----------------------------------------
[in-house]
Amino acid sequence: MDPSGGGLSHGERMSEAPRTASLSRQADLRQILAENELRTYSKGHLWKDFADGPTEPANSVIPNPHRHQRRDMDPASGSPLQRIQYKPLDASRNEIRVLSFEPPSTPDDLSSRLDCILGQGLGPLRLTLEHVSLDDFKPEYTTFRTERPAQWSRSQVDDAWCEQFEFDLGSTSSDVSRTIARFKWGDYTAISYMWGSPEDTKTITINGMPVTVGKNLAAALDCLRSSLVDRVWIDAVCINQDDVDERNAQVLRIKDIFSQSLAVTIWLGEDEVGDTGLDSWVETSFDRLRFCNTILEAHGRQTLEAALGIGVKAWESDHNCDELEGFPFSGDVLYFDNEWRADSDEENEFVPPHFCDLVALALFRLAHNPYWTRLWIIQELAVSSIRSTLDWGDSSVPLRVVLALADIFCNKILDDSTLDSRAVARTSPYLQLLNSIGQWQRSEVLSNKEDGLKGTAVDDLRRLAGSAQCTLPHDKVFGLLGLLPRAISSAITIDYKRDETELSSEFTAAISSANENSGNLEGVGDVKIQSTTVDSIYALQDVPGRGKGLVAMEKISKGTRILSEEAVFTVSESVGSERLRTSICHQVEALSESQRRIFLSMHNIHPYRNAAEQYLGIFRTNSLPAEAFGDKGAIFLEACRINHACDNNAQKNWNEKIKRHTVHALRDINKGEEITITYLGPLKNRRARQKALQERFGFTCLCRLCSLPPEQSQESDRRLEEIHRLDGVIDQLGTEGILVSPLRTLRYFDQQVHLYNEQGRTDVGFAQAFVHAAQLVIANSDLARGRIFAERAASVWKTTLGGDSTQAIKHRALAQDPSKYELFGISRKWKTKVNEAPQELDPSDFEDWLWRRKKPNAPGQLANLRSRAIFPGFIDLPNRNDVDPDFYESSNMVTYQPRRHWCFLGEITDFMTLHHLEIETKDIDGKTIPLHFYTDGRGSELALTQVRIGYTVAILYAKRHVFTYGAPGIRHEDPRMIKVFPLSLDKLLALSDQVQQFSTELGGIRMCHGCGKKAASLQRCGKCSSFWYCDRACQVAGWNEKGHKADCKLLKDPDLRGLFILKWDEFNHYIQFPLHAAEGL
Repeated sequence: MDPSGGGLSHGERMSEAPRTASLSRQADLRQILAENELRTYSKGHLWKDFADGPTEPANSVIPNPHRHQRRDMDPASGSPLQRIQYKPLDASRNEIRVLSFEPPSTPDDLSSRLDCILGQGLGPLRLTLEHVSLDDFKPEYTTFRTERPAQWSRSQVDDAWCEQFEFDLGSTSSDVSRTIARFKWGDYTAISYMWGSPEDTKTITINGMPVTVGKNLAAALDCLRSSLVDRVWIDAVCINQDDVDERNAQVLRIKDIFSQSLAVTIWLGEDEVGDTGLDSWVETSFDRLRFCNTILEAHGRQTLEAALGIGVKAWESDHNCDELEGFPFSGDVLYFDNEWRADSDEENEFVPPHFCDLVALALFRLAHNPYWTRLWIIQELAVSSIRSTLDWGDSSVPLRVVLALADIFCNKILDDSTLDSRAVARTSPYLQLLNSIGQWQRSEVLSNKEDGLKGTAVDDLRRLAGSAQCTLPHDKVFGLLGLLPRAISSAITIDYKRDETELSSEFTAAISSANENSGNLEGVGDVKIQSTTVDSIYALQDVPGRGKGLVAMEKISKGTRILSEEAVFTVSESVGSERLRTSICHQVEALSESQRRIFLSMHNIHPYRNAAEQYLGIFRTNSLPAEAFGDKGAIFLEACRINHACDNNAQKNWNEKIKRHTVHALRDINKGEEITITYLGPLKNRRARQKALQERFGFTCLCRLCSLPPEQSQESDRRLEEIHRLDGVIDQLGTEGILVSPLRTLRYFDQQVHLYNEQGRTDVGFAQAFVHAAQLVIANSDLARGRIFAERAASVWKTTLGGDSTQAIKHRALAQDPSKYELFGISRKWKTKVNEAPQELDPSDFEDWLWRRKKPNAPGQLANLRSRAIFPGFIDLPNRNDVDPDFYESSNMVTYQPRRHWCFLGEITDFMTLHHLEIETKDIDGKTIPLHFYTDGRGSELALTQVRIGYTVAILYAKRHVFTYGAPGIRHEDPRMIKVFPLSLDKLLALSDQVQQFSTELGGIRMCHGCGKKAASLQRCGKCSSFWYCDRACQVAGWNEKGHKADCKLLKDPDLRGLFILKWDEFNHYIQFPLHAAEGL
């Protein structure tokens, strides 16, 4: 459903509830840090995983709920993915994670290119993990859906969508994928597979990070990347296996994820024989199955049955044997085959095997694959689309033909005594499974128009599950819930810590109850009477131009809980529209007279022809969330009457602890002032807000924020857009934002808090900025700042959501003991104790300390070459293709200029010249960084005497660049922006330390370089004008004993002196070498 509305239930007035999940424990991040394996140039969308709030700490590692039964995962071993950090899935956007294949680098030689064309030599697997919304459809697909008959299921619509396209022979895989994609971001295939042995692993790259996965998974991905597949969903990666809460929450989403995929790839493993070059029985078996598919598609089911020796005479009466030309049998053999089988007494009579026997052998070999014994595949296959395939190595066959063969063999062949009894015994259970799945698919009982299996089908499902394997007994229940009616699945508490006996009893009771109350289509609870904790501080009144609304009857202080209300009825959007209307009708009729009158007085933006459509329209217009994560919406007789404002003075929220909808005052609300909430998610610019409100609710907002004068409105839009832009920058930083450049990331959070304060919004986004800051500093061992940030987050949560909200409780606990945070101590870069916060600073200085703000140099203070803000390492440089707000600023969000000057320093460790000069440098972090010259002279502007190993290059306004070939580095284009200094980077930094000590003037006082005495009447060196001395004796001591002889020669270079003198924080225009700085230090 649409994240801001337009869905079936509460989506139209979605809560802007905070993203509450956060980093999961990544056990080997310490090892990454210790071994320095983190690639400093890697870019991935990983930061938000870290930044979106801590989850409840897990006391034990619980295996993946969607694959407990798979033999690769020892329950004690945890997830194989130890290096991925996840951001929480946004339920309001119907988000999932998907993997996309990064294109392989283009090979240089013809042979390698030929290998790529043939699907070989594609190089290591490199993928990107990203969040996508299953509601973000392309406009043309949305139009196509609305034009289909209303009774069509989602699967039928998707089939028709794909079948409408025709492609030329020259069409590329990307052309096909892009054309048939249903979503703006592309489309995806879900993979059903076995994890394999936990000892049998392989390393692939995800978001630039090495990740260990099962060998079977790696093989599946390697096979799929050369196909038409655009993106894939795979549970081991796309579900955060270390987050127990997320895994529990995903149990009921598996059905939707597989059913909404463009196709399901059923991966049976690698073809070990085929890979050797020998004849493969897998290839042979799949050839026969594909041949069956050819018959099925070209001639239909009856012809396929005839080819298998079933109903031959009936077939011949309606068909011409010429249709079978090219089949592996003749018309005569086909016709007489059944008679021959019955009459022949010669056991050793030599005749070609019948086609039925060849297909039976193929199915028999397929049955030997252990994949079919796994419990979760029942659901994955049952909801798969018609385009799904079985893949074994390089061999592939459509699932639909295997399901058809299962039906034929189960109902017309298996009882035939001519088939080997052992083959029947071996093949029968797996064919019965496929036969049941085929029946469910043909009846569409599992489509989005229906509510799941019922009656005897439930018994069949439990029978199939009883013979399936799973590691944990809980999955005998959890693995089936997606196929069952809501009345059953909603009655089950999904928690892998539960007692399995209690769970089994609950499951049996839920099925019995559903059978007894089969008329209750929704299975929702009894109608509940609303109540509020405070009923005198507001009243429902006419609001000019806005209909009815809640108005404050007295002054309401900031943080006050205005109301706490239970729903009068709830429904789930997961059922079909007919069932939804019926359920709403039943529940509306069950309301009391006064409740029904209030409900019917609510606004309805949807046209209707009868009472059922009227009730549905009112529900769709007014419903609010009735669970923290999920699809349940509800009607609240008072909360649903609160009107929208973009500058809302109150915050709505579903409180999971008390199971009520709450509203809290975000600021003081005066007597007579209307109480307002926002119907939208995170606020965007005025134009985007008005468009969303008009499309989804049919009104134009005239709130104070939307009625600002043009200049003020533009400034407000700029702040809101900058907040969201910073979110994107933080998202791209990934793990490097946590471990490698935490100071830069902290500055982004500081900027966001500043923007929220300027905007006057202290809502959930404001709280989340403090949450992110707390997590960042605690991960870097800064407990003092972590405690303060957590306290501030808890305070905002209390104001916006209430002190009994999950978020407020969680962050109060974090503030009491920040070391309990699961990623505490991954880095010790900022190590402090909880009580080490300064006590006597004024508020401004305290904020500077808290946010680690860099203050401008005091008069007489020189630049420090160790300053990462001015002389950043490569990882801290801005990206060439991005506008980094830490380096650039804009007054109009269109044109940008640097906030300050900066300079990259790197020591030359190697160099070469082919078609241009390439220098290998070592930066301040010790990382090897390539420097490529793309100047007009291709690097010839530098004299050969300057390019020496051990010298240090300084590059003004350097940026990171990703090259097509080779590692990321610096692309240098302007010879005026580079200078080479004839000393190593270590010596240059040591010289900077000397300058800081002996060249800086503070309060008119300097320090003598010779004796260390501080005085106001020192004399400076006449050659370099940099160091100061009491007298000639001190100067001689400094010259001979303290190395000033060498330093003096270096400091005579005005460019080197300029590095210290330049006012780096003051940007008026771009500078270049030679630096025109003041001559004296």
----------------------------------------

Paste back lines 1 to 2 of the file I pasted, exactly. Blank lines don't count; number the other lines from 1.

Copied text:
[in-house]
Amino acid sequence: MDPSGGGLSHGERMSEAPRTASLSRQADLRQILAENELRTYSKGHLWKDFADGPTEPANSVIPNPHRHQRRDMDPASGSPLQRIQYKPLDASRNEIRVLSFEPPSTPDDLSSRLDCILGQGLGPLRLTLEHVSLDDFKPEYTTFRTERPAQWSRSQVDDAWCEQFEFDLGSTSSDVSRTIARFKWGDYTAISYMWGSPEDTKTITINGMPVTVGKNLAAALDCLRSSLVDRVWIDAVCINQDDVDERNAQVLRIKDIFSQSLAVTIWLGEDEVGDTGLDSWVETSFDRLRFCNTILEAHGRQTLEAALGIGVKAWESDHNCDELEGFPFSGDVLYFDNEWRADSDEENEFVPPHFCDLVALALFRLAHNPYWTRLWIIQELAVSSIRSTLDWGDSSVPLRVVLALADIFCNKILDDSTLDSRAVARTSPYLQLLNSIGQWQRSEVLSNKEDGLKGTAVDDLRRLAGSAQCTLPHDKVFGLLGLLPRAISSAITIDYKRDETELSSEFTAAISSANENSGNLEGVGDVKIQSTTVDSIYALQDVPGRGKGLVAMEKISKGTRILSEEAVFTVSESVGSERLRTSICHQVEALSESQRRIFLSMHNIHPYRNAAEQYLGIFRTNSLPAEAFGDKGAIFLEACRINHACDNNAQKNWNEKIKRHTVHALRDINKGEEITITYLGPLKNRRARQKALQERFGFTCLCRLCSLPPEQSQESDRRLEEIHRLDGVIDQLGTEGILVSPLRTLRYFDQQVHLYNEQGRTDVGFAQAFVHAAQLVIANSDLARGRIFAERAASVWKTTLGGDSTQAIKHRALAQDPSKYELFGISRKWKTKVNEAPQELDPSDFEDWLWRRKKPNAPGQLANLRSRAIFPGFIDLPNRNDVDPDFYESSNMVTYQPRRHWCFLGEITDFMTLHHLEIETKDIDGKTIPLHFYTDGRGSELALTQVRIGYTVAILYAKRHVFTYGAPGIRHEDPRMIKVFPLSLDKLLALSDQVQQFSTELGGIRMCHGCGKKAASLQRCGKCSSFWYCDRACQVAGWNEKGHKADCKLLKDPDLRGLFILKWDEFNHYIQFPLHAAEGL